Rule 1001 Definitions
For purposes of this article the following definitions are applicable:
(1) Writings and recordings. "Writing" and "recordings" consist of letters, words, or numbers, or their equivalent, set down by handwriting, typewriting, printing, photostating, photographing, magnetic impulse, mechanical or electronic recording, or other form of data compilation.
(2) Photographs. "Photographs" include still photographs, X-ray films, video tapes, and motion pictures.
(3) Original. An "original" of a writing or recording is the writing or recording itself or any counterpart intended to have the same effect by a person executing or issuing it. An "original" of a photograph includes the negative or any print therefrom. If data are stored in a computer or similar device, any printout or other output readable by sight shown to reflect the data accurately, is an "original".
(4) Duplicate. A "duplicate" is a counterpart produced by the same impression as the original, or from the same matrix, or by means of photography, including enlargements and miniatures, or by mechanical or electronic re-recording, or by chemical reproduction, or by other equivalent techniques which accurately reproduces the original.
Rule 1002. Requirement of Original
To prove the content of a writing, recording, or photograph, the original writing, recording, or photograph is required, except as otherwise provided in these rules or by Act of Congress.
Rule 1003. Admissibility of Duplicates
A duplicate is admissible to the same extent as an original unless (1)a genuine question is raised as to the authenticity of the original or (2) in the circumstances it would be unfair to admit the duplicate in lieu of the original.
Rule 1004. Admissibility of Other Evidence of Contents
The original is not required, and other evidence of the contents of a writing, recording or photograph is admissible if-
(1) Originals lost or destroyed. All originals are lost or have been destroyed, unless the proponent lost or destroyed them in bad faith; or
(2) Original not obtainable. No original can be obtained by any available judicial process or procedure; or
(3) Original in possession of opponent.
At a time when an original was under the control of the party against whom offered, he was put on notice, by the pleadings or otherwise, that the contents would be a subject of proof at the hearing, and he does not produce the original at the hearing; or (4) Collateral matters. The writing, recording, or photograph is not closely related to a controlling issue.
 Before the Federal Rules of Evidence were enacted, the following often-quoted set of guidelines for the admissibility of computer-produced records was produced in King v. ex rel Murdock Acceptance Corp, 222 So.2d. 393 at 398, (1969) (Miss. Sup. Ct) -
1. the electronic computing equipment is recognized as standard equipment;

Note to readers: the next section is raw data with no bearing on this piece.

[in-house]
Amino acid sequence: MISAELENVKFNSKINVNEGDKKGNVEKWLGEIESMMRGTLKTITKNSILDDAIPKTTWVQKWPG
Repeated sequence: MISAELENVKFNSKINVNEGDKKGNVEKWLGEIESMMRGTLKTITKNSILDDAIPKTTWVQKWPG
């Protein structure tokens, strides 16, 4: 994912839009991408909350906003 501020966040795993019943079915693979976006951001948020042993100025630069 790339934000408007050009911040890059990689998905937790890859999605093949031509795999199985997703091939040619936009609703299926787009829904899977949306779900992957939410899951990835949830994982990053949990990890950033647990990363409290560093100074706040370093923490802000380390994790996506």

2. the entries are made in the regular course of business at or reasonably near the time of the happening of the event recorded; and
3. the foundation testimony satisfies the court that the source of information, method and time of preparation were such as to indicate its trustworthiness and justify its admission.
 In 1977 more detailed requirements came from Monarch Federal Savings and Loan Association v. Genser, 383 A.2d 475 at 487-88, 1977 (N.J.Superior Ct, Ch. Div.)
1. the competency of the computer operators;
2. the type of computer used and its acceptance in the field as standard and efficient equipment;
3. the procedure for the input and out of information, including controls, tests, and checks for accuracy and reliability;
4. the mechanical operations of the machine; and
5. the meaning and identity of the records themselves.
 More recently commentators have stated that less emphasis should be placed on the standard nature of the equipment used. For example:
In fact, computer science has developed to the extent that courts can and should place less emphasis on the hardware. Whether a machine is "standard" is no longer the issue. Indeed, Illinois courts presently take judicial notice of the reliability of computerized machines. The trend in Illinois clearly indicates a shift in the burden to show the unreliability of a computer system. Greater emphasis, however, must be placed not only on the trustworthiness element of business practice, but also on the accuracy of the data input and the software as foundational requirements. The primary focus of the courts in evaluating a computer generated record should be the software programs that produced the record and the input procedures to show the transaction. Errors in programs ("bugs") or in data input can lead to massive error and insurmountable problems that are almost impossible to detect.
(Lynch and Brenson, "Computer Generated Evidence: The Impact of Computer Technology on the Traditional Rules of Evidence", (1989) 20 Loyola University Law Jl 919, at 929.)
 A more recent review of case law suggests the following requirements:
A foundation for the admission of a computer printout should include, through the testimony of the custodian of the records on which the printout is based, or through the testimony of some other person who is familiar with the manner in which the records were processed and maintained, proof of